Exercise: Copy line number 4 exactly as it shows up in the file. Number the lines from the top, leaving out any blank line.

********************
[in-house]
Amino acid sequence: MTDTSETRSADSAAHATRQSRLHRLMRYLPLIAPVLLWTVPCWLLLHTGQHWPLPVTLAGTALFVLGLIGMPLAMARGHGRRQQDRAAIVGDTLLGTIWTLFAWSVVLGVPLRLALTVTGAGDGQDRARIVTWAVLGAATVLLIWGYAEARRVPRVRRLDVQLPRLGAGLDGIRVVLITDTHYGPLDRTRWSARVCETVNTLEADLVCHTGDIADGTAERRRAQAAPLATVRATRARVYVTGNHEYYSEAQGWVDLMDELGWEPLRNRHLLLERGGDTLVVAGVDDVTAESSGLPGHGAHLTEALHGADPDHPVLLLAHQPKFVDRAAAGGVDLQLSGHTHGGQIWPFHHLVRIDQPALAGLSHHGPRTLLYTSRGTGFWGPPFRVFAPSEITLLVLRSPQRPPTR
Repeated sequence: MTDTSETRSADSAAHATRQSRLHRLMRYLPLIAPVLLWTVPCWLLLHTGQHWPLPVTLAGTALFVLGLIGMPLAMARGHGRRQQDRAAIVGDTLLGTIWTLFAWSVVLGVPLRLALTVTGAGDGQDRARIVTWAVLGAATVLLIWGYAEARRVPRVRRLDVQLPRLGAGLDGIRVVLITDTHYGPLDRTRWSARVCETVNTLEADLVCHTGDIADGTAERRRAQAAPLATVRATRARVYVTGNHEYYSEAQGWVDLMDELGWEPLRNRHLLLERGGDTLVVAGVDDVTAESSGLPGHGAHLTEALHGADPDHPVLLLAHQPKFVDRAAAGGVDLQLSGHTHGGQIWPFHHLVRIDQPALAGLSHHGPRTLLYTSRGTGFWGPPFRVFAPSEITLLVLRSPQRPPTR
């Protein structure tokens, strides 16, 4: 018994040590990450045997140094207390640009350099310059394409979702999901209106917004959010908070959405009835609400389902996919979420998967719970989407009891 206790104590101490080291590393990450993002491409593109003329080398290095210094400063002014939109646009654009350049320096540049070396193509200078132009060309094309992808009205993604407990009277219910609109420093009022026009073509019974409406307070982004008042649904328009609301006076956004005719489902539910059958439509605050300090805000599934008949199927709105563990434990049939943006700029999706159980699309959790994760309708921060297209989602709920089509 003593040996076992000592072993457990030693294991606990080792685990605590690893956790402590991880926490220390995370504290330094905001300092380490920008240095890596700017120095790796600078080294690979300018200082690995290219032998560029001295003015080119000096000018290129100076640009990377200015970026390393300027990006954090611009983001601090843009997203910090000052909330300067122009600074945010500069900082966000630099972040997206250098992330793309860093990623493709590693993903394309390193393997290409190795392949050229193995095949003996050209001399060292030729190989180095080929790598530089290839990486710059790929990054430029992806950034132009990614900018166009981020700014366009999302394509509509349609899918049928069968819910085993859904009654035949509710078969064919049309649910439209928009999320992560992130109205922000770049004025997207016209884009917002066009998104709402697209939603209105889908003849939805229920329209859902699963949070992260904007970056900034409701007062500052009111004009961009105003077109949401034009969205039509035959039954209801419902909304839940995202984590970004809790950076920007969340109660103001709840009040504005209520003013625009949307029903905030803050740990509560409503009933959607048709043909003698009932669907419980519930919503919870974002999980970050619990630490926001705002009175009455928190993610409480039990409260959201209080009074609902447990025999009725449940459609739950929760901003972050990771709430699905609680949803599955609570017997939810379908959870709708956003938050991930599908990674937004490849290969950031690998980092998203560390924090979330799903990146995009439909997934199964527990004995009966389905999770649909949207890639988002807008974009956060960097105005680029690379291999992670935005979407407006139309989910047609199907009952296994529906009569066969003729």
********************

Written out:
């Protein structure tokens, strides 16, 4: 018994040590990450045997140094207390640009350099310059394409979702999901209106917004959010908070959405009835609400389902996919979420998967719970989407009891 206790104590101490080291590393990450993002491409593109003329080398290095210094400063002014939109646009654009350049320096540049070396193509200078132009060309094309992808009205993604407990009277219910609109420093009022026009073509019974409406307070982004008042649904328009609301006076956004005719489902539910059958439509605050300090805000599934008949199927709105563990434990049939943006700029999706159980699309959790994760309708921060297209989602709920089509 003593040996076992000592072993457990030693294991606990080792685990605590690893956790402590991880926490220390995370504290330094905001300092380490920008240095890596700017120095790796600078080294690979300018200082690995290219032998560029001295003015080119000096000018290129100076640009990377200015970026390393300027990006954090611009983001601090843009997203910090000052909330300067122009600074945010500069900082966000630099972040997206250098992330793309860093990623493709590693993903394309390193393997290409190795392949050229193995095949003996050209001399060292030729190989180095080929790598530089290839990486710059790929990054430029992806950034132009990614900018166009981020700014366009999302394509509509349609899918049928069968819910085993859904009654035949509710078969064919049309649910439209928009999320992560992130109205922000770049004025997207016209884009917002066009998104709402697209939603209105889908003849939805229920329209859902699963949070992260904007970056900034409701007062500052009111004009961009105003077109949401034009969205039509035959039954209801419902909304839940995202984590970004809790950076920007969340109660103001709840009040504005209520003013625009949307029903905030803050740990509560409503009933959607048709043909003698009932669907419980519930919503919870974002999980970050619990630490926001705002009175009455928190993610409480039990409260959201209080009074609902447990025999009725449940459609739950929760901003972050990771709430699905609680949803599955609570017997939810379908959870709708956003938050991930599908990674937004490849290969950031690998980092998203560390924090979330799903990146995009439909997934199964527990004995009966389905999770649909949207890639988002807008974009956060960097105005680029690379291999992670935005979407407006139309989910047609199907009952296994529906009569066969003729």